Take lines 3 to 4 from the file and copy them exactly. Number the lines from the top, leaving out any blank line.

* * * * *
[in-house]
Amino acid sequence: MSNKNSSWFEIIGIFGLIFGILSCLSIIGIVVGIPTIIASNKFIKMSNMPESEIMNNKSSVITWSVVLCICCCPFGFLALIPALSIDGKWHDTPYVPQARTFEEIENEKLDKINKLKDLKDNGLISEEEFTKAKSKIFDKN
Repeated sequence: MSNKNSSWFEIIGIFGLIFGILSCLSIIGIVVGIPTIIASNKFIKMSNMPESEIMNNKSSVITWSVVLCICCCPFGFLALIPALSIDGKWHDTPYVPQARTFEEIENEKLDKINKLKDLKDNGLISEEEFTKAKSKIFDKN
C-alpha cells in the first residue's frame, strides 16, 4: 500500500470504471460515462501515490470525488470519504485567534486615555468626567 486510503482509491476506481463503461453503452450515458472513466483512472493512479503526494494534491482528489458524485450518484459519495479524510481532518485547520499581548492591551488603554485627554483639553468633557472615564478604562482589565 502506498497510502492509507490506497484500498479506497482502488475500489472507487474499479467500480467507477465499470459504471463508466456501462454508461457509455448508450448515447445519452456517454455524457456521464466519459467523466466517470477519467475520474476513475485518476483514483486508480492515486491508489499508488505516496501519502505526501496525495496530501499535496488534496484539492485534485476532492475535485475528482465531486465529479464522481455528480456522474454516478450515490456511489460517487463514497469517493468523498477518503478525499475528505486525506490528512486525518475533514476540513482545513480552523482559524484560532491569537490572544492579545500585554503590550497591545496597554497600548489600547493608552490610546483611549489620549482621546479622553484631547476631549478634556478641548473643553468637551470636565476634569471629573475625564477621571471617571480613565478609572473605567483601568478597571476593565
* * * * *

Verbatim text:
Repeated sequence: MSNKNSSWFEIIGIFGLIFGILSCLSIIGIVVGIPTIIASNKFIKMSNMPESEIMNNKSSVITWSVVLCICCCPFGFLALIPALSIDGKWHDTPYVPQARTFEEIENEKLDKINKLKDLKDNGLISEEEFTKAKSKIFDKN
C-alpha cells in the first residue's frame, strides 16, 4: 500500500470504471460515462501515490470525488470519504485567534486615555468626567 486510503482509491476506481463503461453503452450515458472513466483512472493512479503526494494534491482528489458524485450518484459519495479524510481532518485547520499581548492591551488603554485627554483639553468633557472615564478604562482589565 502506498497510502492509507490506497484500498479506497482502488475500489472507487474499479467500480467507477465499470459504471463508466456501462454508461457509455448508450448515447445519452456517454455524457456521464466519459467523466466517470477519467475520474476513475485518476483514483486508480492515486491508489499508488505516496501519502505526501496525495496530501499535496488534496484539492485534485476532492475535485475528482465531486465529479464522481455528480456522474454516478450515490456511489460517487463514497469517493468523498477518503478525499475528505486525506490528512486525518475533514476540513482545513480552523482559524484560532491569537490572544492579545500585554503590550497591545496597554497600548489600547493608552490610546483611549489620549482621546479622553484631547476631549478634556478641548473643553468637551470636565476634569471629573475625564477621571471617571480613565478609572473605567483601568478597571476593565